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FLEXO Magazine : March 2009
FTA TODAY "Education is a great tool that is be- ing utilized in the flexographic industry," declared Shawn Oetjen of Dunwoody College of Technology. "The proper educa- tion of flexographers will help to lift the flexographic industry as a whole to new levels in this ever competitive market." Jim Lentz of Pennsylvania College of Technology called the effort a "win -win situation for school flexo programs and the flexo industry." He continued, "This op- portunity provides very valuable exposure of the college-level programs available in many geographic regions and provides the industry the opportunity to learn more about what programs are available in their area as well as the pool of available talent that may provide excellent full-time employees or in- tern opportunities." "This initiative could not have come at a better time, with the economy being in the state that it is in," insisted Nona Woolbright, Clemson University. "Any employee that can hit the ground running or learn new skills quickly will save companies money, and that is just what a new hire is when they have completed an education that includes instruction in flexography." Many of the professors within flexo and packag- ing programs are eager to promote the benefits of hiring one of their gradu- ates, as opposed to bringing people in "off the street" and training them on the job. "Our students are entering the production world with an entry level-knowledge of the flexo process from prepress to press," explained Mark Keller, Fox Valley Technical College. "Their education opens many doors of opportunity in this industry. Chances are these new employees are go- ing to show up to work for the long haul rather than working one week and bail- ing out. Through their education, these students have made the commitment to the industry learning all aspects of this industry. They have made a career choice through their education." "The biggest edge a degree gives you, - FLEXO MARCH besides the knowledge, is a base of skills that you can fall back on and an overall better chance of advancement," added Stephen Gerhardt, Central Piedmont Community College. "You can easily train someone to be a press helper and he or she can become extremely experienced with that process or press. But if this person loses his or her job, what then? Someone with a degree will have at least theory and maybe hands-on in many processes from sales, prepress, design, press, etc." He went on to stress the importance of internships, co-ops and other real life experience that many of the schools offer. "These things ATTENTION, FLEXOGRAPHIC INDUSTRY You are Invited To The Education Reception at FFTA Forum 2009 Sponsored by TEST (Technical Education Services Team) Today's students are tomorrow's workforce. Come network with prospective employees and potential colleagues. Date: Monday, May 4 Time: 5:30 p.m. to 6:30 p.m. (immediately following INFO*FLEX) Location: Coronado Springs Resort, Lake Buena Vista, FL alone give a more balanced knowledge base and will help someone being phased out or even trying to get a better or differ- ent job at the same company." "Our students aspire to start in industry as CSRs, salespeople, estimators, produc- tion coordinators or in similar positions," said Ian Baitz of Ryerson University. "We believe that universities and colleges of- fer students the potential to attain that first job in a position which will challenge and reward them. Strong and motivated graduates progress quickly and often achieve levels of success in their careers which those entering off the street are unlikely to attain. Problem solving, critical thinking, appreciation of technology and 2009 www.flexography.org an understanding of business practices are important to career success, and we try to develop these attributes in our students. Thanks to industry and professional asso- ciations, we are also successful in bringing our students into the flexo family, and stu- dents really enjoy and appreciate oppor- tunities to network with those in industry before they seek their first job. This is the advantage of having a degree in graphic communications, flexo or packaging." All today's students need from indus- try, according to Larry Ahleman, Western Michigan University, is time. "They need time in the industry, jobs and internships." SEEING IS BELIEVING When discussing the education initiatives at Forum 2009, Bettylyn Krafft, chairman of the Phoenix Challenge Foundation, pro- claimed she was "ecstatic!" She went on to say, "Last year, we really made a splash with the College Phoenix Challenge and increased people's awareness of what is really going on in education." Krafft insisted that, in the past 10 years, education has become vastly more impor- tant in the flexo industry. "It gives the opportunity to open doors. Without educa- tion, these doors will not open. As the industry has become more high-tech, the need for a more skilled workforce is there and com- panies need to hire more educated staff." Tuccitto spoke similarly. "Technology keeps enhancing. Flexography is no longer just an art. Presses are more complex today than they have ever been. Prepress software and workflows are more complex today than they have ever been. Having a broad understanding of how this stuff works is huge. Flexo is no longer the dirty, inky printing process it once was. The industry has come so far that computers, RFID, and similar technologies are what's driving it." Krafft further noted that today's young people truly have the analytical mindset that's needed to excel in flexography and packaging. This was demonstrated last year-and will be again this year-at the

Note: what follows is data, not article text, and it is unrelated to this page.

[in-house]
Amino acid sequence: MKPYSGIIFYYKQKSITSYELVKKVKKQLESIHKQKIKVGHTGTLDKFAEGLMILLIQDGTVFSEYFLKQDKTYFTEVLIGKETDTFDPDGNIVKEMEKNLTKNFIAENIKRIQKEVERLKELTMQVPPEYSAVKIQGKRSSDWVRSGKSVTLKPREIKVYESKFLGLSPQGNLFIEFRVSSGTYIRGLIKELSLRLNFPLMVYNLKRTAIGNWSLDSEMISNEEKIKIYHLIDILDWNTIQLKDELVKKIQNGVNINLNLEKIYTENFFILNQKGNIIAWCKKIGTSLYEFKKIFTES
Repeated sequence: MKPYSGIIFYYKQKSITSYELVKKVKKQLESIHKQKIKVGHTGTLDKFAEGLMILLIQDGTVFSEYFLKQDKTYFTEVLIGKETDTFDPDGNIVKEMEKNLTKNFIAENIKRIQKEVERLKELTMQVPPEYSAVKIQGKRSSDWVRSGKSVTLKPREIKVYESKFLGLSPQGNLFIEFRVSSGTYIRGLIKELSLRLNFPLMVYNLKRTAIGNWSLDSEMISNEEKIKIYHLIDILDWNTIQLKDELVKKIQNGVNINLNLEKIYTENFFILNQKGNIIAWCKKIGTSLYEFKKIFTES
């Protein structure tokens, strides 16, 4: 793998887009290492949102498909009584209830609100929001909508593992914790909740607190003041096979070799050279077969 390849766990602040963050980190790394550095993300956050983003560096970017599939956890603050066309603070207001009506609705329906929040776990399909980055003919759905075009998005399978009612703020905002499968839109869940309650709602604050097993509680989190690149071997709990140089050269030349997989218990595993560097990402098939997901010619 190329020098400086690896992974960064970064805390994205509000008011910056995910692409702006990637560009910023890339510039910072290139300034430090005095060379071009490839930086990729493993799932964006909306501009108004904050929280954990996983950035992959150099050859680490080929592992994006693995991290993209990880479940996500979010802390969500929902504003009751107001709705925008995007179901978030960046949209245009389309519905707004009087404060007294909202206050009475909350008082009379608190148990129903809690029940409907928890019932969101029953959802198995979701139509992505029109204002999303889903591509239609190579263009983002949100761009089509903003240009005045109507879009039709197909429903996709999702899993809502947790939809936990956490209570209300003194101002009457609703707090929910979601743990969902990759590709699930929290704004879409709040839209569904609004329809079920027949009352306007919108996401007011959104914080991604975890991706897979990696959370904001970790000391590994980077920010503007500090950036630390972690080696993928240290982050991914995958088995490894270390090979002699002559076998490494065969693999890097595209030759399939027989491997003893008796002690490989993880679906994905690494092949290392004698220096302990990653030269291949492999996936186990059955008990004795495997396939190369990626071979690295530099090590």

Sustainable Winter 2009